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Bank of England keeps rates unchanged but sees improving conditions for rate cuts in coming months

The Bank of England left interest rate unchanged at its 16-year high at 5.25%, in a widely expected decision, but signaled that improving economic conditions add to hopes for the start of cutting rates later this year.

The MPC members voted 8-1 for unchanged policy, which marks a significant change compared to the previous meeting, as two policymakers dropped their votes for a rate hike, signaling that further hikes are no more on the table and moving one step closer to the start of easing the monetary policy. 

BoE’s Governor Bailey said that Britain’s economy is moving in the right direction for the Bank of England to start cutting interest rates and added that there had been further encouraging signs that inflation is coming down, but BoE needed more certainty that price pressures were fully under control.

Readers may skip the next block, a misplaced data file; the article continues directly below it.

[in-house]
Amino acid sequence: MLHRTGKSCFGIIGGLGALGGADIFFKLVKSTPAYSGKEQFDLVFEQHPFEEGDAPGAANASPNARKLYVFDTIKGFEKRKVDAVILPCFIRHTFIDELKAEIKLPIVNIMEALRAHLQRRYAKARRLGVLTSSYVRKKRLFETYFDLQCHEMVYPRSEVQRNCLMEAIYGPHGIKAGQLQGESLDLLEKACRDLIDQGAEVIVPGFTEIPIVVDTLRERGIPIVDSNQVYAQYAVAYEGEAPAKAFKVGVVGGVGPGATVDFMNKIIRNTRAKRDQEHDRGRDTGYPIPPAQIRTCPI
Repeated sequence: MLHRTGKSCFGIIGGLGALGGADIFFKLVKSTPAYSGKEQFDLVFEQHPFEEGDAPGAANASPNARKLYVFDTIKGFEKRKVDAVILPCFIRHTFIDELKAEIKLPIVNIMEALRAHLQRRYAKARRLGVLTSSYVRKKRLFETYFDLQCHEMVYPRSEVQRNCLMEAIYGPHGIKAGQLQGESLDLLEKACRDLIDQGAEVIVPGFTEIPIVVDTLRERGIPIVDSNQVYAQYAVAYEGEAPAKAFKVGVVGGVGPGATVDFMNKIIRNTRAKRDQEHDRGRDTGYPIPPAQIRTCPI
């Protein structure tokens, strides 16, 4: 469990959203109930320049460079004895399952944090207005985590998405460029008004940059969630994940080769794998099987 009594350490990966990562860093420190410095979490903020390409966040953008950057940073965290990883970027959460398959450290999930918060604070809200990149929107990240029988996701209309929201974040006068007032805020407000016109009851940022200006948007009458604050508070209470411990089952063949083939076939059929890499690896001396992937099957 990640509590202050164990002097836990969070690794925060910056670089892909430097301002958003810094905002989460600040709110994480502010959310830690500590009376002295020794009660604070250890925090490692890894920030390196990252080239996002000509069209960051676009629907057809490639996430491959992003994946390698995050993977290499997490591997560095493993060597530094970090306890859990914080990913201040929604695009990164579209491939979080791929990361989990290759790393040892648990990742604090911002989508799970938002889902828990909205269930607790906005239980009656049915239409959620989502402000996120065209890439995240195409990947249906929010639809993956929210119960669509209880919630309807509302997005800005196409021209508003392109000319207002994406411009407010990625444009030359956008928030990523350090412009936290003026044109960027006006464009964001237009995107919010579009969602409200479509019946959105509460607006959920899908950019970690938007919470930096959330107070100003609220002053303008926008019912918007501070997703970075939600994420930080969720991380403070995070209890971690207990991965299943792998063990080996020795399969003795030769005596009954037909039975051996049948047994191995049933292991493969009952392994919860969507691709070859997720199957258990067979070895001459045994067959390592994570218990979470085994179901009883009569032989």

Bailey added that things are moving in the right direction, although the central bank is not yet at the point where it can cut interest rates, implying that more action from the central bank could be expected in coming months.

Markets currently see a 76% chance for the first rate cut in June and expect total reduction of 75 basis points by December. 

The latest data showed that consumer price growth in Britain fell to its lowest in more than two years, further brightening the outlook for rate cuts, but the policymakers will remain cautious as key indicators of the persistence of inflation were still elevated and more moderation in wages and services prices is required before the decide to start cutting rates.